Tuesday, July 31, 2012

Batyle ignicollis

Last month while wandering among the scrub willows of a tributary of the Duchesne River (near Altamont, Utah) I happened upon this attractive longhorn beetle (Batyle ignicollis). It was resting on the willow leaves in a cobble-strewn riparian habitat.

It is a variable species with a handfull of subspecies sprinkled accross the Western US. It is about an inch long. It isn't an uncommon insect at the right time of year (and in the right place). But then again it isn't all that common either. Finding it made my day.

Friday, July 13, 2012

Laphria fernaldi

There are a handful of robber fly species in the United States that look like bumblebees. They are an impressive group. The best way to tell the difference is to count their wings. Robber flies (as with other flies) have two wings. Bumblebees (as with other bees) have four wings. Of course this isn’t the easiest thing to detect in living individuals. In the field, it’s usually best to look closely at the body. Robber flies are narrower and have a narrow mouth (like a little knife projecting from its head). Bumblebees are typically wider and their mouthparts are usually projecting in and out of flowers. Robber flies, on the other hand, don’t visit flowers – at least not to get pollen and nectar. They are usually looking for other insects to feed on.

I happened upon this male Laphria fernaldi a couple of weeks ago near Altamont, Utah (in Duchesne County). The area is a high desert sagebrush and willow habitat near Lake Fork Creek. This is without doubt one of the most beautiful flies in the US. Not only is it an impressive bee mimic, but the bumblebees that it resembles are those species with an orange or salmon colored spot on the abdomen – not your typical bee. It was kind enough to let me take a picture before it buzzed off.

Sunday, July 8, 2012

Freeman Creek Bears

I had my first really good look at a wild bear yesterday morning in the Freeman Creek Grove east of Porterville (California). I was by myself (probably not the best thing) enjoying a short backbacking trip into a forest conataining many sequoias. The entire area is very impressive. There is a nice diversity of trees (besides the sequoias) and the forest is managed to leave many old snags alone. This makes for a habitat rich for bears. The undersotry contains a lot of fallen trees in various stages of decay (harboring bear food).

 Just before bedding down for the night, I discovered a fresh bear scat near a copse of sequoias conatining very suitable sleeping places for bears. I was impressed enough with the area that I decided to move elsewhere to sleep. I also made sure all my food was in a bear canister (which is required by law) that I kept a distance from my camp. Early the next morning I woke up and was enjoying the fresh day in my sleeping bag when I heard the sound of breaking branches and of bark being stripped off of dead trees. I also realized that the sound was not coming from the direction of the trail. I put my shoes on, gathered my camera, and quietly got out of bed. I was a little bit nervous.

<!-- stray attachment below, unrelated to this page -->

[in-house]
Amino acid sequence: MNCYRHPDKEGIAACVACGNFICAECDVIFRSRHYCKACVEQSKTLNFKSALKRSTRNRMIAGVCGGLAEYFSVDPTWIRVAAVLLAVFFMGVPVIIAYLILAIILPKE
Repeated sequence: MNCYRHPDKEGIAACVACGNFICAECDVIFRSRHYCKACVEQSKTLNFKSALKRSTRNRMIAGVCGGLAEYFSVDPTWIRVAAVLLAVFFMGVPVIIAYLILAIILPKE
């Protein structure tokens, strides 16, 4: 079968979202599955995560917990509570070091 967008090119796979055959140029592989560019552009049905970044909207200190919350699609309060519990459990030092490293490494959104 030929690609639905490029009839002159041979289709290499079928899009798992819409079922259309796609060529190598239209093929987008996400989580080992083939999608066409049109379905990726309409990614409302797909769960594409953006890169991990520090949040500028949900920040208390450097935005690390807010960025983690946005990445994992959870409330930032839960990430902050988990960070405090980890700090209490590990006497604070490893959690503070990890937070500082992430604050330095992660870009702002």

I saw the bear before he saw me (I'm assuming it was a male - since I'm guessing it weighed close to 400 pounds, which is bigger than females are known to get). He was light brown and only about 70 feet away. Fortunately there were two fallen logs between him and me. My adrenalin started to take control of my judgment at this point (hence the poor quality of the pictures). Fortunately, I didn't run. I did, however, remember that black bears are not normally aggressive to humans - especially if the humans appear big enough and aren't threatening their cubs.

Just as I thought this, the bear discovered I was nearby (probably cought my scent) and hopped over the first log in my direction. This definitely got my attention. In fact it was a real rush. I was certainly a bit scared (maybe more than a bit). Acting on instinct, I stood up next to the fallen log in front of me and tried to look very big. The bear stopped and looked around. Then it saw me and we watched each other for several seconds. At this point it was only 40 - 50 feet away (I measured the distance later). After a few clumbsy attempts at taking a picture, I watched in releif as he gave me a grunt and then climbed back over the log and hopped away. 

I was stunned and very impressed. I also decided that it was time for me to pick up camp and head on my way. I had only just started to do so when another bear, this one a bit smaller and darker brown, bounced into my camping area. I'm guessing that this was the big boy's girlfriend. We were both startled by each other's presence at the same time. When I reached for my camera, she got spooked and ran away - at least partially. Some 30 feet off, she turned to look back my way. I tried to make my camera work but only got a poor picture. She then left with a huff and I never saw either one of them again. I have, however, been thinking of them a lot. It was a magnificent, yet frightening, experience. Next time, however, I am going camping with a bear-sized can of pepper spray. Just to be on the safe side.